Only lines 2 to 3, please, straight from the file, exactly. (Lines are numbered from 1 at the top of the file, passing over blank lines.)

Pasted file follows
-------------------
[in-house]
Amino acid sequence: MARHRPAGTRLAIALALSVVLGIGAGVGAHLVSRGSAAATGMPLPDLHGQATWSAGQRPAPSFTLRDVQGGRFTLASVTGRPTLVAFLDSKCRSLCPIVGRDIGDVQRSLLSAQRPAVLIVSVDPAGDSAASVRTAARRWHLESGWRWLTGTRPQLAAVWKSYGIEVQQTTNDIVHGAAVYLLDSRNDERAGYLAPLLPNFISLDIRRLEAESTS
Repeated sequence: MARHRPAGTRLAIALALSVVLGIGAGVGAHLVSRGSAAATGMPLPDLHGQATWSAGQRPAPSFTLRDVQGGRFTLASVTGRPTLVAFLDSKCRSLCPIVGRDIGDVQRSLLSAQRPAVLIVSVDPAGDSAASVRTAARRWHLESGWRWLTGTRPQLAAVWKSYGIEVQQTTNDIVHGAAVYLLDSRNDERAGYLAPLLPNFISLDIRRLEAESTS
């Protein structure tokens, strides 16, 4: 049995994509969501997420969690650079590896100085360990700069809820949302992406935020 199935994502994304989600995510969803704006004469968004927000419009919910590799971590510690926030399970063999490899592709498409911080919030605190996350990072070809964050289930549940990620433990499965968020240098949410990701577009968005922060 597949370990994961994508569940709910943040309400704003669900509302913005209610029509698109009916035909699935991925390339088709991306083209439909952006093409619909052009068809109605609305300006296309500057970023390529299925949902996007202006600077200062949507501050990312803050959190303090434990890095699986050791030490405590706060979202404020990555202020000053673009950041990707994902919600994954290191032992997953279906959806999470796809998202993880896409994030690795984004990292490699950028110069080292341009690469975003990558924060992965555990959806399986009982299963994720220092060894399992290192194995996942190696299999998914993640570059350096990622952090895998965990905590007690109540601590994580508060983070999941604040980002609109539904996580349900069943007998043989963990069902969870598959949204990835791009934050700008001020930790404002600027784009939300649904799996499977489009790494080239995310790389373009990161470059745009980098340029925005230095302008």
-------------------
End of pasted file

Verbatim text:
Amino acid sequence: MARHRPAGTRLAIALALSVVLGIGAGVGAHLVSRGSAAATGMPLPDLHGQATWSAGQRPAPSFTLRDVQGGRFTLASVTGRPTLVAFLDSKCRSLCPIVGRDIGDVQRSLLSAQRPAVLIVSVDPAGDSAASVRTAARRWHLESGWRWLTGTRPQLAAVWKSYGIEVQQTTNDIVHGAAVYLLDSRNDERAGYLAPLLPNFISLDIRRLEAESTS
Repeated sequence: MARHRPAGTRLAIALALSVVLGIGAGVGAHLVSRGSAAATGMPLPDLHGQATWSAGQRPAPSFTLRDVQGGRFTLASVTGRPTLVAFLDSKCRSLCPIVGRDIGDVQRSLLSAQRPAVLIVSVDPAGDSAASVRTAARRWHLESGWRWLTGTRPQLAAVWKSYGIEVQQTTNDIVHGAAVYLLDSRNDERAGYLAPLLPNFISLDIRRLEAESTS